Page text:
The Best Genre Movies of 2021

If you think that many of the top 10 end-of-year movie lists could use a little more dystopia, fight scenes or bone-chilling moments, our genre experts hear you. They have been offering streaming recommendations all year on an eclectic mix of action movies, horror films, sci-fi spectacles and international selections. Now they’ve sifted through the films of 2021 to come up with a handful of standouts, all available to stream now.


Miriama McDowell in “Coming Home in the Dark.”Credit…Stan Alley/Dark Sky Films

Many of my favorite horror films this year had one-word titles — “Hall,” “Rot,” “Teddy,” “Dashcam” — that match how efficiently they creeped me out in 90 or fewer minutes. I also went nuts over James Wan’s maximalist “Malignant,” an exploitation buddy cop farce and blood-and-guts soap opera with a turned-out fashion sense. I’ve never seen a movie like it. More, please.

But for sheer terror, the kind I could not shake, nothing was more brutal than “Coming Home in the Dark,” the fervent debut feature from James Ashcroft. (It’s now on Netflix.) A married couple (Erik Thomson and Miriama McDowell) are on a road trip in rural New Zealand with their teenage sons (Billy and Frankie Paratene). After they stop for a picnic, from nowhere emerge two sinister-looking men (Daniel Gillies and Matthias Luafutu).

From there, following a scene of savage violence, Ashcroft grabs tight and, with a mad surgeon’s precision, takes you on a punishing ride of ice-cold twists that bring to mind the random cool cruelties of Michael Haneke. With help from John Gibson’s barbed score and Matt Henley’s cold-blooded cinematography, the film becomes an audacious revenge tale that hits a horror trifecta: it’s shocking, unmerciful and emotionally riveting. — ERIK PIEPENBURG


Lee Kang-sheng, left, and Anong Houngheuangsy in “Days,” by Tsai Ming-liang.Credit…Grasshopper Film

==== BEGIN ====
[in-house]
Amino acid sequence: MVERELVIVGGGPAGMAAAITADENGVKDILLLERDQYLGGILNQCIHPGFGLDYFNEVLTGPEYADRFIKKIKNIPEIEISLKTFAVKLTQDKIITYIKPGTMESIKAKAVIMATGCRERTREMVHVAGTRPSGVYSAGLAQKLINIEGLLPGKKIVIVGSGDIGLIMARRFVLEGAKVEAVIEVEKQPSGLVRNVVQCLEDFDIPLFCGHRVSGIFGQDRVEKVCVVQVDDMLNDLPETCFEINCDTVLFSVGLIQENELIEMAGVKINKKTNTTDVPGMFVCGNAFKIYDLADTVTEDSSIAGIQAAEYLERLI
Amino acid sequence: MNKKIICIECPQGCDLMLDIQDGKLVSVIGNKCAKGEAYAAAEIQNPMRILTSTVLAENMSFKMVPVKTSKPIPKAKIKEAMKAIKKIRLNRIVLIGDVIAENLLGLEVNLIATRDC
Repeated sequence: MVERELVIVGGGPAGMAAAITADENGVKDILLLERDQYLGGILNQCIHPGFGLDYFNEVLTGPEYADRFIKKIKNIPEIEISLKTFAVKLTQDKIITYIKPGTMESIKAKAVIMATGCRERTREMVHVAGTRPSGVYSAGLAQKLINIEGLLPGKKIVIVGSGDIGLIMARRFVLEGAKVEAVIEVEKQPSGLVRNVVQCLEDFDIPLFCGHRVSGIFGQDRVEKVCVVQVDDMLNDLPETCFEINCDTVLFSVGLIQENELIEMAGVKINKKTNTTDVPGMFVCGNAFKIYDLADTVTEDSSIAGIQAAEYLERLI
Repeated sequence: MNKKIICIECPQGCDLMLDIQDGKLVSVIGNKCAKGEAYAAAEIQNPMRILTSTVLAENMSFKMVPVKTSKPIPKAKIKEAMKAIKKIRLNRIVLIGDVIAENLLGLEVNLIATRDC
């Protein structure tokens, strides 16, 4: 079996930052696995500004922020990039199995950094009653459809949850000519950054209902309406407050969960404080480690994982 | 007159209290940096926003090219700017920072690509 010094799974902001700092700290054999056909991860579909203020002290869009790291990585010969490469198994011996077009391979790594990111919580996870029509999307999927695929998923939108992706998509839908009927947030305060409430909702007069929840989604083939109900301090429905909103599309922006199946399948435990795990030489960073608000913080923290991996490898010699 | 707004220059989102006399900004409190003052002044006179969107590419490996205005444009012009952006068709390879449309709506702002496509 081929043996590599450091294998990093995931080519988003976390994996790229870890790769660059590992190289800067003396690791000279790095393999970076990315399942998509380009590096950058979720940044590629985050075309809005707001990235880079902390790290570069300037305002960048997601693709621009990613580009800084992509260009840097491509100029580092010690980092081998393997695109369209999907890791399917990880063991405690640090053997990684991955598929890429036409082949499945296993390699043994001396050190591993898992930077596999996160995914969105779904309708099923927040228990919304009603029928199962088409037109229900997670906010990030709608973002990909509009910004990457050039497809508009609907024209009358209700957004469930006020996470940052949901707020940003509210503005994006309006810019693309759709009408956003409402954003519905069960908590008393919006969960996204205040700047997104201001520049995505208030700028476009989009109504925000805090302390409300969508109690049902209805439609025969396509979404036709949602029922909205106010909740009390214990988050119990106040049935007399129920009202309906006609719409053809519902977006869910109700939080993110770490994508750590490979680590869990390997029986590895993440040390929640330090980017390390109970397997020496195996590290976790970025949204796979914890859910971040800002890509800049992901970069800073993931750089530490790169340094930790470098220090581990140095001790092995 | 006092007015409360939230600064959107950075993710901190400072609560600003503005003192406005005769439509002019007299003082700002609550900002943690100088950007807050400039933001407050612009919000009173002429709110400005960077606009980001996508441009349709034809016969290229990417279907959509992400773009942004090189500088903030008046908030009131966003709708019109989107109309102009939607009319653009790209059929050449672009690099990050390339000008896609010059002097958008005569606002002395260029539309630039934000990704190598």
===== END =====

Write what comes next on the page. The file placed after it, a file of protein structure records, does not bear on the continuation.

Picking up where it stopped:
The best movies linger not just in the mind but also in the body, like memories imprinted into muscle. Months after first seeing Tsai Ming-liang’s “Days” (streaming on Mubi), I still clench with a vicarious ache when I recall one of its scenes: the actor Lee Kang-sheng exiting into a bright, bustling city street after a moxibustion treatment, his neck strapped in a brace, his face grimacing with pain. For most of “Days,” Tsai observes his handsome muse — with whom the director has made 11 features over the last two decades, accumulating a Dorian Gray-esque portrait — wordlessly as Lee seeks succor for real-life ailments.

This arc of decay intersects with one of renewal: Tsai also films the newcomer Anong Houngheuangsy, a 20-something migrant worker in Thailand, as he cooks and cleans and bides his time in a scrappy apartment. Lee’s aging body strains alone against time; Anong’s younger, adrift one is alone in space. When the two — playing semi-fictional versions of themselves — finally meet, in a scene of anonymous yet tender sexual frisson that Tsai captures up-close and in full, the film trembles with what feels like the truest vocation of cinema: to bring us into such powerful, combustible contact with someone else’s experience that it might just become our own. — DEVIKA GIRISH